That said, there are -- you know, there are a number of indications that things are still not as strong as they were last year in the housing market. You know, do I see that as a problem for the economy? Obviously, we don't like to see any one industry get hit and hit hard. That affects people's jobs. The good side of that, of course, has been that non-residential construction has taken up much of the slack in that industry. So we haven't seen construction jobs fall off dramatically as a result of the housing decline.Residential construction is off $55 Billion (SAAR), and non-residential construction is up $38 Billion from December 2005 (Census Bureau, Construction Spending). So Lazear is correct that non-residential spending has "taken up much of the slack".
But Lazear is overlooking a few facts: Even though starts have fallen off a cliff, completions are still near record levels - and when completions fall (they trail starts by about 6 months), construction spending will drop significantly. Also, non-residential investment tends to trail residential investment.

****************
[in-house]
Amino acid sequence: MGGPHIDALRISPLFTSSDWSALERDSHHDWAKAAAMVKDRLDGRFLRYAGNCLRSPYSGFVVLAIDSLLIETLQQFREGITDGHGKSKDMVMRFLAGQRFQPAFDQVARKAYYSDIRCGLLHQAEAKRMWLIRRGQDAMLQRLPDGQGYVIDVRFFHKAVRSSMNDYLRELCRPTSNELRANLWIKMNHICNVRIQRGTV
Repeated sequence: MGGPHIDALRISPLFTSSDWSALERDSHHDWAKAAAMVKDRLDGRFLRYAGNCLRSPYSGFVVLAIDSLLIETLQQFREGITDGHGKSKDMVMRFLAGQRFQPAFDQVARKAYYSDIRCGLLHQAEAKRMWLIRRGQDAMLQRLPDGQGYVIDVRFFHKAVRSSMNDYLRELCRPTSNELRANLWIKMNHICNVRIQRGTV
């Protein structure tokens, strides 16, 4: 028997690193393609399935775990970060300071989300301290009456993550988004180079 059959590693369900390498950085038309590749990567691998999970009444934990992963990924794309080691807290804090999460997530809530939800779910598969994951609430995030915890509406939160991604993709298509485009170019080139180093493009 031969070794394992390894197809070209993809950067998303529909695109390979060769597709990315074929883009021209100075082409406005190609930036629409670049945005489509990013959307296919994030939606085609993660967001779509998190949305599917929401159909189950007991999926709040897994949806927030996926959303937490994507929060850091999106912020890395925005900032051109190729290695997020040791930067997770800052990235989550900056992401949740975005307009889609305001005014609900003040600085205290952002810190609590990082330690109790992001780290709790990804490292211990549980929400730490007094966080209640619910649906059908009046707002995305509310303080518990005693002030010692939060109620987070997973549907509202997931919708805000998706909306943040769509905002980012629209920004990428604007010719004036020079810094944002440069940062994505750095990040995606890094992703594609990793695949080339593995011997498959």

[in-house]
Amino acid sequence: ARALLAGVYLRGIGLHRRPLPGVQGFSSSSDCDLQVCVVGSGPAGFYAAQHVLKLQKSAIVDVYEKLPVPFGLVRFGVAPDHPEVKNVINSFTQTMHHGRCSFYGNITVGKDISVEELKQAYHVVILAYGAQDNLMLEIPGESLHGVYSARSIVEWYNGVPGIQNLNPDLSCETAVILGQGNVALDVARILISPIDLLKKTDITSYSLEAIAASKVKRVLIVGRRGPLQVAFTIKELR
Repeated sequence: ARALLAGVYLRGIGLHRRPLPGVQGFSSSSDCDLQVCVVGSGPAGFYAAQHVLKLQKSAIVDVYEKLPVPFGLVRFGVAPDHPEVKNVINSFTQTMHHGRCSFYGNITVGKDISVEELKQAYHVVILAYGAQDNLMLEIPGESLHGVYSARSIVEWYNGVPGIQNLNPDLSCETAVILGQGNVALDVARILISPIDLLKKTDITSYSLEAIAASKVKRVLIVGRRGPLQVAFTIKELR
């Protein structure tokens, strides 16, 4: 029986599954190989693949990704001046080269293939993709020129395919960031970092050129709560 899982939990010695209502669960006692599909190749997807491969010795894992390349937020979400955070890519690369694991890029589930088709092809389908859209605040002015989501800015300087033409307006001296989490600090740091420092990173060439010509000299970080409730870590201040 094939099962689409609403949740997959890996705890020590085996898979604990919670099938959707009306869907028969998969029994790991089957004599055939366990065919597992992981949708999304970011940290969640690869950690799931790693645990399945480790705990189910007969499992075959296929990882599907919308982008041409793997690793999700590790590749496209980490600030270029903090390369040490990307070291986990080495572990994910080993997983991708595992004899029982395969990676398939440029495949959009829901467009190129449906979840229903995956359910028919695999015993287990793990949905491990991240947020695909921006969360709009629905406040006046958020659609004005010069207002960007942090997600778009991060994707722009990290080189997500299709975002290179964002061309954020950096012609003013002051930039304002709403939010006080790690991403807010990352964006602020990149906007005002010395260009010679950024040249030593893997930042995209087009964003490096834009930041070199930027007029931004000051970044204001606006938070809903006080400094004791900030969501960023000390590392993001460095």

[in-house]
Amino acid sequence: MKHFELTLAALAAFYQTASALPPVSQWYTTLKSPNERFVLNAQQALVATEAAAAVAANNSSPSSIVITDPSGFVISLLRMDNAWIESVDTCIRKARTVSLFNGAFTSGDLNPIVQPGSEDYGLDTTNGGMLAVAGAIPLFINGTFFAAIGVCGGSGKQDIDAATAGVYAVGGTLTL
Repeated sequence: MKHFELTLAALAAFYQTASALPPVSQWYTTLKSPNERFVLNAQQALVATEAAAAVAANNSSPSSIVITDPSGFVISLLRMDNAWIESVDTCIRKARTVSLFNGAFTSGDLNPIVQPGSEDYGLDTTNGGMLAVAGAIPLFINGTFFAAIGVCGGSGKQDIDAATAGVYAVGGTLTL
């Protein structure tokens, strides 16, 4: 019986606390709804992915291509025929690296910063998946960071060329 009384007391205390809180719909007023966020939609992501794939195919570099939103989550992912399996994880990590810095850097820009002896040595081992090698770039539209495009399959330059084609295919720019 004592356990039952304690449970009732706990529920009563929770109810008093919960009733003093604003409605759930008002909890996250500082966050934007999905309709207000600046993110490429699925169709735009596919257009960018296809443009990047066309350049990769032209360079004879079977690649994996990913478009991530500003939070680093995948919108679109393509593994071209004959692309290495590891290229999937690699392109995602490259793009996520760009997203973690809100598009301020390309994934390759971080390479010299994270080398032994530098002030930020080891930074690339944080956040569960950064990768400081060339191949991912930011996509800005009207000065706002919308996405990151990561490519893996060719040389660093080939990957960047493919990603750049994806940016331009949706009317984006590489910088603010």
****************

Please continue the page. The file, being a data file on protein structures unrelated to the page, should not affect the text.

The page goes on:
And the reason residential construction jobs haven't fallen "off dramatically as a result of the housing decline" is jobs track housing completions (for obvious reasons). I've presented these graphs before, but they fit here ...
Click on graph for larger image.
The first graph shows Starts vs. Completions.
Starts have fallen "off a cliff", but completions have just started to fall.
This graph shows starts, completions and residential construction employment. (starts are shifted 6 months into the future). Completions and residential construction employment are highly correlated, and Completions lag Starts by about 6 months.
Based on historical correlations, it is reasonable to expect Completions and residential construction employment to follow Starts "off the cliff".